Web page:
Mr. Speaker, pursuant to Standing Order 109, I am pleased to table, in both official languages, the government's response to the first report of the Standing Committee on Agriculture and Agri-food entitled “Making the Farm Income Safety Net Stronger and More Responsive to Farmers' Needs”, which was tabled in the House of Commons on February 22, 2000.

Committees Of The HouseRoutine Proceedings

9:10 a.m.

The Deputy Speaker

We have moved past tabling of documents. Does the House give its consent to the hon. parliamentary secretary to table this document?

Committees Of The HouseRoutine Proceedings

9:10 a.m.

Some hon. members

Agreed.

Committees Of The HouseRoutine Proceedings

9:10 a.m.

Scarborough—Rouge River Ontario

Liberal

Derek Lee LiberalParliamentary Secretary to Leader of the Government in the House of Commons

Mr. Speaker, I have the honour to present the 37th report of the Standing Committee on Procedure and House Affairs regarding improved financial reporting to parliament project. The report was prepared by the subcommittee on improved financial reporting to parliament.

This is a subject of continuing challenge for colleagues in the House. I would like to commend the chair, the hon. member for Mississauga South, the subcommittee's hardworking members and the staff of that subcommittee for their hard work in ensuring their report would be a unanimous one and ready for presentation to the House within a short timeframe.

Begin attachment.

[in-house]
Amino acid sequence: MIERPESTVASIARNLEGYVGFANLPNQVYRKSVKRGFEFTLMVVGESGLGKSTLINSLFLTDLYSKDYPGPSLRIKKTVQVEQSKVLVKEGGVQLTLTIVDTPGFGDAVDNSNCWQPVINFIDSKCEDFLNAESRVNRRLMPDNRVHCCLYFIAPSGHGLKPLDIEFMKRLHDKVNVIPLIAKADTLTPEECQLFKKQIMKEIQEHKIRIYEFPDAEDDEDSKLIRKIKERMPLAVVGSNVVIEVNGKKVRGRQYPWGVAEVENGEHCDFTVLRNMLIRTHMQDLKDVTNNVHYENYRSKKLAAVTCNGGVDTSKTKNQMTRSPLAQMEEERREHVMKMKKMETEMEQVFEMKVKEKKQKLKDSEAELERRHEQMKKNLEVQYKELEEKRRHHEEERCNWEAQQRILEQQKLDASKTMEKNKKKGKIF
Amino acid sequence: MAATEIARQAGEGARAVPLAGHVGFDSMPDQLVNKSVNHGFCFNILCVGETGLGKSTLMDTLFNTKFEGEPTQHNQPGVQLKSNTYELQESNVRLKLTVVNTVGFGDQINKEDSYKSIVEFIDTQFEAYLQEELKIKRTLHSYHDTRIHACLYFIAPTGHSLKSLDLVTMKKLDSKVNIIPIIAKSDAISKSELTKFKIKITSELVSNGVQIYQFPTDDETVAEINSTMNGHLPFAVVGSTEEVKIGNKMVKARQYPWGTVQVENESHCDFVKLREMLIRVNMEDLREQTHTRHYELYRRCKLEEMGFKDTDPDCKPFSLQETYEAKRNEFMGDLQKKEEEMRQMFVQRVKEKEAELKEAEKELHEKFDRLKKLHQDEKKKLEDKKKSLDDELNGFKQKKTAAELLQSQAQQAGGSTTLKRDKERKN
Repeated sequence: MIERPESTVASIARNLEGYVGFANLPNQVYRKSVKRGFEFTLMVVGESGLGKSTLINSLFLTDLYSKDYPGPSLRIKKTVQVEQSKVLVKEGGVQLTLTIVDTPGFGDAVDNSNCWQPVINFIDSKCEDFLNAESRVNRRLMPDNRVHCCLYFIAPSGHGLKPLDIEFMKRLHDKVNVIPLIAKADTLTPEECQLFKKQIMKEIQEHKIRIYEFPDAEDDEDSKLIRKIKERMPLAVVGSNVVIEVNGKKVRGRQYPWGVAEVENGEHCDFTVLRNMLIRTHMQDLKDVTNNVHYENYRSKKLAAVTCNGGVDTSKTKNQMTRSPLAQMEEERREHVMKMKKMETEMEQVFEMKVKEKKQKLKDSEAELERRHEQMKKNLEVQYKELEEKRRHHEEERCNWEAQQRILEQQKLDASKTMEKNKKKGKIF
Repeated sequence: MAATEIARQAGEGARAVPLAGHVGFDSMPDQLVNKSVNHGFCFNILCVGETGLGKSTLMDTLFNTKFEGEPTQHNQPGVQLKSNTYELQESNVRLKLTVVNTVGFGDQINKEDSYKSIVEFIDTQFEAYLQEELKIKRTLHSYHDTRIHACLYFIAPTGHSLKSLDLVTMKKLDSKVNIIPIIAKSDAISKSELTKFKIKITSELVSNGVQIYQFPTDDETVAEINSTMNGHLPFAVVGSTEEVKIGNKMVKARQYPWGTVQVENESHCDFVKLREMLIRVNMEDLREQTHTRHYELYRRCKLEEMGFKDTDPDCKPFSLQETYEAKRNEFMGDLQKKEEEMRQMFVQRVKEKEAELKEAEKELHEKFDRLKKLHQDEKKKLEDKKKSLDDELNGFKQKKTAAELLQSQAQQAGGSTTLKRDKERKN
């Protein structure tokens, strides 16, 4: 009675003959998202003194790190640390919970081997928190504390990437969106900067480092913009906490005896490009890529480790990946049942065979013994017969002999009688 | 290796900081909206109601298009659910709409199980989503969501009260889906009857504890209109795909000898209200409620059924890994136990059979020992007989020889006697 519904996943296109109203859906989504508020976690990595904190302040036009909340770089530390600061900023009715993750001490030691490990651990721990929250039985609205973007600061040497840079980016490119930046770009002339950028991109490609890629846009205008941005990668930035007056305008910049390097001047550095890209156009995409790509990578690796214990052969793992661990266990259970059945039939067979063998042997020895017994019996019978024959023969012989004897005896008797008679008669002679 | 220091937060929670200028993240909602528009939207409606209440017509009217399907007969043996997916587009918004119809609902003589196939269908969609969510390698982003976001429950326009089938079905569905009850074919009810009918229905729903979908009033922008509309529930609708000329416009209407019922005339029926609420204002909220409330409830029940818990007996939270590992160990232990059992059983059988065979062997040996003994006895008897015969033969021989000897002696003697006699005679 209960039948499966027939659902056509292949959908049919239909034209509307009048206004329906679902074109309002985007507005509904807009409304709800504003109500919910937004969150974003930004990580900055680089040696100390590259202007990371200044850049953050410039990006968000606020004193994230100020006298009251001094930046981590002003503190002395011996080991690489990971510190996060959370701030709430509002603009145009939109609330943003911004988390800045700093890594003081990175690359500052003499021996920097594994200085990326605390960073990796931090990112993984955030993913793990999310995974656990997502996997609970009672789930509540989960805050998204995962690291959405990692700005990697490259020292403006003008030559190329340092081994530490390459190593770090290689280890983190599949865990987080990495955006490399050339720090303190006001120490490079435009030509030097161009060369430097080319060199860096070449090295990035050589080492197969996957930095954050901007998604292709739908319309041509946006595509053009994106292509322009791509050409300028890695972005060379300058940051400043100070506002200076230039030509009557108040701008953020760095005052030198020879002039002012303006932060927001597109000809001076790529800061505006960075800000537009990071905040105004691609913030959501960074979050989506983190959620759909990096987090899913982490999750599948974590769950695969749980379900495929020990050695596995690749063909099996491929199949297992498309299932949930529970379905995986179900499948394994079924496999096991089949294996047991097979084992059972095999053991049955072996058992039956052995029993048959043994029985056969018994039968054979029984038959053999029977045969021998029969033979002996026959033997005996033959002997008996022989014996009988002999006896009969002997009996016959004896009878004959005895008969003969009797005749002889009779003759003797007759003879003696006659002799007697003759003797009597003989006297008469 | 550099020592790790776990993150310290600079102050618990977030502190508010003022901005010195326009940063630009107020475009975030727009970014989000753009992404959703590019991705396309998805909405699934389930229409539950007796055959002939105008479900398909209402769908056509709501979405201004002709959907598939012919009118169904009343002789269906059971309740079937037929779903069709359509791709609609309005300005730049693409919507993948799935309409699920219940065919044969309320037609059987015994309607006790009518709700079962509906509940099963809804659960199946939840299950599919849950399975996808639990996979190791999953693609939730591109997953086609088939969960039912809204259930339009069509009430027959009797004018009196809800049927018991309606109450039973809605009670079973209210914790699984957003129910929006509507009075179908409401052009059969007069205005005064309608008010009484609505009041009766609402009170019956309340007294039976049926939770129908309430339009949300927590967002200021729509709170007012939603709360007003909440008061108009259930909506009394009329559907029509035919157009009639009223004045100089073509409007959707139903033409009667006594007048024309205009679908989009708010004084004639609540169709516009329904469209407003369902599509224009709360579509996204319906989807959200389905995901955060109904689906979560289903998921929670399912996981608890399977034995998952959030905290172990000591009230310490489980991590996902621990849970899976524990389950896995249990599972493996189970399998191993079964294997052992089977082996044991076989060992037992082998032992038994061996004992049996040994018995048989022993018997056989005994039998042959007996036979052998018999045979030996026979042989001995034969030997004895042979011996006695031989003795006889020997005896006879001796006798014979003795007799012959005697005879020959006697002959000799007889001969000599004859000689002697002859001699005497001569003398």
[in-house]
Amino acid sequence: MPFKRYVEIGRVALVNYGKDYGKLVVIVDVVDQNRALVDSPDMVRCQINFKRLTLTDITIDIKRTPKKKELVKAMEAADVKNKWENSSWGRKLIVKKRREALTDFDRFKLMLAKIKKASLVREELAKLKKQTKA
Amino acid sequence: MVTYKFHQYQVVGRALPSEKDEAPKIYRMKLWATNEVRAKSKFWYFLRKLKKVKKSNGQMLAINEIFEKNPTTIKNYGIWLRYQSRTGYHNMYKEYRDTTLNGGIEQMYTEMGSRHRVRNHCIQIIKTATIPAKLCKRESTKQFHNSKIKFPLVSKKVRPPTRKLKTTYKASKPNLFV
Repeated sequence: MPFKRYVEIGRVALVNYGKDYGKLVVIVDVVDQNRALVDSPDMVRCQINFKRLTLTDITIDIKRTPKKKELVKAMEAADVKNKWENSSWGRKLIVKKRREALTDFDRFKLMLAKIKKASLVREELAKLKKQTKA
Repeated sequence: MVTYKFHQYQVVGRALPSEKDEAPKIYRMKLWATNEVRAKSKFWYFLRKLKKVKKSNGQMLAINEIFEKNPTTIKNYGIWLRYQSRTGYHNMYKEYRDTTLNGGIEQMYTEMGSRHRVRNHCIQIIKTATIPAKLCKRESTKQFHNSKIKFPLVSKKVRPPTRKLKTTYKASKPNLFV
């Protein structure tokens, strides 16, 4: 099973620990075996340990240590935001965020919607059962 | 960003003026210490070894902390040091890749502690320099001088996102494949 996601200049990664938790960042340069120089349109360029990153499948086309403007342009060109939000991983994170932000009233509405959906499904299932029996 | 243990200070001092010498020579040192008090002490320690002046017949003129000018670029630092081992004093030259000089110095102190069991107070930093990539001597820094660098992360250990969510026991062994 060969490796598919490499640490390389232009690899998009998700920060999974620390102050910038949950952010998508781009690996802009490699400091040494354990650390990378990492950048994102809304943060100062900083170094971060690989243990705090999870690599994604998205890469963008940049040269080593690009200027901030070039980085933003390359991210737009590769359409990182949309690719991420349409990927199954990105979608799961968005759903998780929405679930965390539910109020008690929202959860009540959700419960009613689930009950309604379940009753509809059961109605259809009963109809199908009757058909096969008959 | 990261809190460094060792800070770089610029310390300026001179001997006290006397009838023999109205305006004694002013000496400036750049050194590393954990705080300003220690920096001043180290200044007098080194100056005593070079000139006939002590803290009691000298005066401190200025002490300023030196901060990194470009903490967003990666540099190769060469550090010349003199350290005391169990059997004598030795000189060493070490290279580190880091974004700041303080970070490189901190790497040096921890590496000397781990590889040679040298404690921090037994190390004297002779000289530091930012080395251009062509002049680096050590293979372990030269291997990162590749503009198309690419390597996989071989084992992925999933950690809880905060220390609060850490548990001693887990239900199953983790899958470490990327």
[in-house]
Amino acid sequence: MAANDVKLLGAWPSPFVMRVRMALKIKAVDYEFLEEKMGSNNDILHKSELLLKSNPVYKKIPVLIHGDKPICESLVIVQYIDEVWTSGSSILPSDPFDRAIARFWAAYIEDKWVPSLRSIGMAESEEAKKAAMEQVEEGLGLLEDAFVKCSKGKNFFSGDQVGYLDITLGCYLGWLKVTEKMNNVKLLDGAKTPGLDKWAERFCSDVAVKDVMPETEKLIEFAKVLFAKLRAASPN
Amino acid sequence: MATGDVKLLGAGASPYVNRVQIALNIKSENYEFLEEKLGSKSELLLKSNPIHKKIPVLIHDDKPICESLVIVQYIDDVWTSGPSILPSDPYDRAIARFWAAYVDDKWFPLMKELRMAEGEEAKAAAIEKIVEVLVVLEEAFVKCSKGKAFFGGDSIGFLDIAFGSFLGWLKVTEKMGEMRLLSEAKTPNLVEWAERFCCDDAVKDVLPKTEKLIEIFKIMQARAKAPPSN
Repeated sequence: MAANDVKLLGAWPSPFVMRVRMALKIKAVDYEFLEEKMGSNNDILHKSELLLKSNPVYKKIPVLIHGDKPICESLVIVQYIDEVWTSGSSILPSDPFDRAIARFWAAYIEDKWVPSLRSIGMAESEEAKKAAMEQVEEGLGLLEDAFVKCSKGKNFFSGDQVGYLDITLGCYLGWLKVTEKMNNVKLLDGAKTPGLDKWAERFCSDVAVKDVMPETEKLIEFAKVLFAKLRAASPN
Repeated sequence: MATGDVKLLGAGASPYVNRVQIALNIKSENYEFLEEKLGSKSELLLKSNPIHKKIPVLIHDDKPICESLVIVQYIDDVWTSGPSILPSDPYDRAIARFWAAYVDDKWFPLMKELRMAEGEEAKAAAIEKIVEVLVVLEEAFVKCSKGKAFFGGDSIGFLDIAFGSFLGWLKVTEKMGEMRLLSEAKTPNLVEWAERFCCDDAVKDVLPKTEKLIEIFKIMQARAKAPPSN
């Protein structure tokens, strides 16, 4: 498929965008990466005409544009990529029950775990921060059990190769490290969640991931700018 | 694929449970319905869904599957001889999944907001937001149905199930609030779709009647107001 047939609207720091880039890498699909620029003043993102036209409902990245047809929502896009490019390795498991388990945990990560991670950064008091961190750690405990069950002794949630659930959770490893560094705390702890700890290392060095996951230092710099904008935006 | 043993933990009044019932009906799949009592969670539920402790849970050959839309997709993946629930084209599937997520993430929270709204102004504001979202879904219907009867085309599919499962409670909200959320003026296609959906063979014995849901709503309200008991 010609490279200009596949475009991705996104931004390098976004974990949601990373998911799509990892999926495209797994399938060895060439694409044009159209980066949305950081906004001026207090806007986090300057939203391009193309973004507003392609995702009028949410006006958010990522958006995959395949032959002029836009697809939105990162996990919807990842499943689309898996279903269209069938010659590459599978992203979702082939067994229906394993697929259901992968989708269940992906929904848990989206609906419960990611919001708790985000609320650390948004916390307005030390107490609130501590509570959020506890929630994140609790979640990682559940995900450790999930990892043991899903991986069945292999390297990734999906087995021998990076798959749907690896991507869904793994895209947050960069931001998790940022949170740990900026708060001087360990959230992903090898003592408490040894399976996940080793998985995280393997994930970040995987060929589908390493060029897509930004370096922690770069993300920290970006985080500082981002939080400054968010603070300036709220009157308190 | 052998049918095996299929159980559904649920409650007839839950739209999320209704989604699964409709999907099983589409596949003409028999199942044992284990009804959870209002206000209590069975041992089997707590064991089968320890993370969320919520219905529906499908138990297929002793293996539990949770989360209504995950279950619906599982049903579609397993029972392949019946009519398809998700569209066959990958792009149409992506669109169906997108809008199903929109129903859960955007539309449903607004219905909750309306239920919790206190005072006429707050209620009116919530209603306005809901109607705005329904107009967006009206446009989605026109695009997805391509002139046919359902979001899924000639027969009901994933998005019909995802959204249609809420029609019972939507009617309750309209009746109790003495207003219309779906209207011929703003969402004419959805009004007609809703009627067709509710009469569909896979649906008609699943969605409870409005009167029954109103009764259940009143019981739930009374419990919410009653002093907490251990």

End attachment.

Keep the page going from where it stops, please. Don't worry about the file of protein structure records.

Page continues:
I would also like to draw to the attention of the House the fact that pursuant to Standing Order 109, the committee is requesting a comprehensive government response.

Courts Administration Service ActRoutine Proceedings

9:15 a.m.

Etobicoke Centre Ontario

Liberal

Allan Rock Liberalfor Minister of Justice and Attorney General of Canada

moved for leave to introduce Bill C-40, an act to establish a body that provides administrative services to the Federal Court of Appeal, the Federal Court, the Court Martial Appeal Court and the Tax Court of Canada, to amend the Federal Court Act, the Tax Court of Canada Act and the Judges Act, and to make related and consequential amendments to other acts.

(Motions deemed adopted, bill read the first time and printed)

Civilian War-Related Benefits ActRoutine Proceedings

9:15 a.m.

Gander—Grand Falls Newfoundland & Labrador

Liberal

George Baker LiberalMinister of Veterans Affairs and Secretary of State (Atlantic Canada Opportunities Agency)

moved for leave to introduce Bill C-41, an act to amend the statute law in relation to veterans' benefits.

(Motions deemed adopted, bill read the first time and printed)

Education Benefits ActRoutine Proceedings

9:15 a.m.

Liberal

Janko Peric Liberal Cambridge, ON

moved for leave to introduce Bill C-491, an act respecting education benefits for spouses and children of certain deceased federal enforcement officials.

Mr. Speaker, I am pleased to rise today to introduce my private member's bill, an act respecting education benefits for spouses and children of certain deceased federal enforcement officials.

This bill proposes to fund the equivalent of one post-secondary degree for children and spouses of federal enforcement officials who have died as a result of injuries received or illness contracted in the discharge of their duties.